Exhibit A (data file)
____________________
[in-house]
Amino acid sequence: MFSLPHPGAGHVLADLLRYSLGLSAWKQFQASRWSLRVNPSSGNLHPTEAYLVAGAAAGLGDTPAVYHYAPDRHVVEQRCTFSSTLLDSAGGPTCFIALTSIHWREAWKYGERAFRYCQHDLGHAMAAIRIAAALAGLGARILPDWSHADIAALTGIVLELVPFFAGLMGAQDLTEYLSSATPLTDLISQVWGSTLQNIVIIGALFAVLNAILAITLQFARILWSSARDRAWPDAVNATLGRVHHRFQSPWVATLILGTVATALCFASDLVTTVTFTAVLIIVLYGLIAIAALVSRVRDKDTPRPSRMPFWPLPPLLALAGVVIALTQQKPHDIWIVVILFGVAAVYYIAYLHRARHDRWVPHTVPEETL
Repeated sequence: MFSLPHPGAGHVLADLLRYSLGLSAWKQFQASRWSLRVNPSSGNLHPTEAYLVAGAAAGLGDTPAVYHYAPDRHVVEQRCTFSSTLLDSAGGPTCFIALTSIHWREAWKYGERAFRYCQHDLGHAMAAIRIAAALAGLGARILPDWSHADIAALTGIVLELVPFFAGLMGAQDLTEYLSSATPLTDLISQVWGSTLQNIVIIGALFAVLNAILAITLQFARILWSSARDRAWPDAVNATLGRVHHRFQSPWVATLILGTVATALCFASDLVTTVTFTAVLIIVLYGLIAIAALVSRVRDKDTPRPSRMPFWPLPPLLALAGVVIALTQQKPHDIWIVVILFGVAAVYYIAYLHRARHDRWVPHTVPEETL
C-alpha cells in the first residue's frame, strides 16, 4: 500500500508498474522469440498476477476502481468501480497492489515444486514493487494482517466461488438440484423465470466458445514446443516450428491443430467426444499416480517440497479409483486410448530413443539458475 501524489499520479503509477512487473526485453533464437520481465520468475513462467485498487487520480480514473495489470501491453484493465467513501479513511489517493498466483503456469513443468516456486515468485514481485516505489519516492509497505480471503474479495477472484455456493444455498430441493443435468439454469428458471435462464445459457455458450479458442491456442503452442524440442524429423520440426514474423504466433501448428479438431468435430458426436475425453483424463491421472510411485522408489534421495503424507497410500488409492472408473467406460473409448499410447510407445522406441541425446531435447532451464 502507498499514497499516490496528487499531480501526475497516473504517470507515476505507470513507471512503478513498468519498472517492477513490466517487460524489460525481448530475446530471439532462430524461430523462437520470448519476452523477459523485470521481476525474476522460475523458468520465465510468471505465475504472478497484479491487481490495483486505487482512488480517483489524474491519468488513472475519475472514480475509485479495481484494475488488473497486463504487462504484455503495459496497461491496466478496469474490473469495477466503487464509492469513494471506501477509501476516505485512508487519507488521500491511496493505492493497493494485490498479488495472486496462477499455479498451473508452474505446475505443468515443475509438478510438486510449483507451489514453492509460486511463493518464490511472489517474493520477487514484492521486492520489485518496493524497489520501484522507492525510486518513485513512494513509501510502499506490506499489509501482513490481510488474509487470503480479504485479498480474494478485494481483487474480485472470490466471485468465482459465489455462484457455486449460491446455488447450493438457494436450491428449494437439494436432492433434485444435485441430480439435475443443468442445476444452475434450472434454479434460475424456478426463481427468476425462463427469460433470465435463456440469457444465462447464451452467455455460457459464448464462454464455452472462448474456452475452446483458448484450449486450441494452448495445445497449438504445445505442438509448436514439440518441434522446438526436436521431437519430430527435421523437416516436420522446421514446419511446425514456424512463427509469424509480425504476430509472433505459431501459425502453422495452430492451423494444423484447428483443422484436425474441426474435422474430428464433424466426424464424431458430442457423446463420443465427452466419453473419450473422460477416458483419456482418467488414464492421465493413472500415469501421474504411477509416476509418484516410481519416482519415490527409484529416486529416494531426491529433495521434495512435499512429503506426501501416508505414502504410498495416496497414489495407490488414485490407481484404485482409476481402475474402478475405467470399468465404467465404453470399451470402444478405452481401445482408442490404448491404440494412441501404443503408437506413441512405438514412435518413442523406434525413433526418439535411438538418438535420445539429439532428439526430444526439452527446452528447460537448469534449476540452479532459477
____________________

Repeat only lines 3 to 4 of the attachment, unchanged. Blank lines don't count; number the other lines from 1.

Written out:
Repeated sequence: MFSLPHPGAGHVLADLLRYSLGLSAWKQFQASRWSLRVNPSSGNLHPTEAYLVAGAAAGLGDTPAVYHYAPDRHVVEQRCTFSSTLLDSAGGPTCFIALTSIHWREAWKYGERAFRYCQHDLGHAMAAIRIAAALAGLGARILPDWSHADIAALTGIVLELVPFFAGLMGAQDLTEYLSSATPLTDLISQVWGSTLQNIVIIGALFAVLNAILAITLQFARILWSSARDRAWPDAVNATLGRVHHRFQSPWVATLILGTVATALCFASDLVTTVTFTAVLIIVLYGLIAIAALVSRVRDKDTPRPSRMPFWPLPPLLALAGVVIALTQQKPHDIWIVVILFGVAAVYYIAYLHRARHDRWVPHTVPEETL
C-alpha cells in the first residue's frame, strides 16, 4: 500500500508498474522469440498476477476502481468501480497492489515444486514493487494482517466461488438440484423465470466458445514446443516450428491443430467426444499416480517440497479409483486410448530413443539458475 501524489499520479503509477512487473526485453533464437520481465520468475513462467485498487487520480480514473495489470501491453484493465467513501479513511489517493498466483503456469513443468516456486515468485514481485516505489519516492509497505480471503474479495477472484455456493444455498430441493443435468439454469428458471435462464445459457455458450479458442491456442503452442524440442524429423520440426514474423504466433501448428479438431468435430458426436475425453483424463491421472510411485522408489534421495503424507497410500488409492472408473467406460473409448499410447510407445522406441541425446531435447532451464 502507498499514497499516490496528487499531480501526475497516473504517470507515476505507470513507471512503478513498468519498472517492477513490466517487460524489460525481448530475446530471439532462430524461430523462437520470448519476452523477459523485470521481476525474476522460475523458468520465465510468471505465475504472478497484479491487481490495483486505487482512488480517483489524474491519468488513472475519475472514480475509485479495481484494475488488473497486463504487462504484455503495459496497461491496466478496469474490473469495477466503487464509492469513494471506501477509501476516505485512508487519507488521500491511496493505492493497493494485490498479488495472486496462477499455479498451473508452474505446475505443468515443475509438478510438486510449483507451489514453492509460486511463493518464490511472489517474493520477487514484492521486492520489485518496493524497489520501484522507492525510486518513485513512494513509501510502499506490506499489509501482513490481510488474509487470503480479504485479498480474494478485494481483487474480485472470490466471485468465482459465489455462484457455486449460491446455488447450493438457494436450491428449494437439494436432492433434485444435485441430480439435475443443468442445476444452475434450472434454479434460475424456478426463481427468476425462463427469460433470465435463456440469457444465462447464451452467455455460457459464448464462454464455452472462448474456452475452446483458448484450449486450441494452448495445445497449438504445445505442438509448436514439440518441434522446438526436436521431437519430430527435421523437416516436420522446421514446419511446425514456424512463427509469424509480425504476430509472433505459431501459425502453422495452430492451423494444423484447428483443422484436425474441426474435422474430428464433424466426424464424431458430442457423446463420443465427452466419453473419450473422460477416458483419456482418467488414464492421465493413472500415469501421474504411477509416476509418484516410481519416482519415490527409484529416486529416494531426491529433495521434495512435499512429503506426501501416508505414502504410498495416496497414489495407490488414485490407481484404485482409476481402475474402478475405467470399468465404467465404453470399451470402444478405452481401445482408442490404448491404440494412441501404443503408437506413441512405438514412435518413442523406434525413433526418439535411438538418438535420445539429439532428439526430444526439452527446452528447460537448469534449476540452479532459477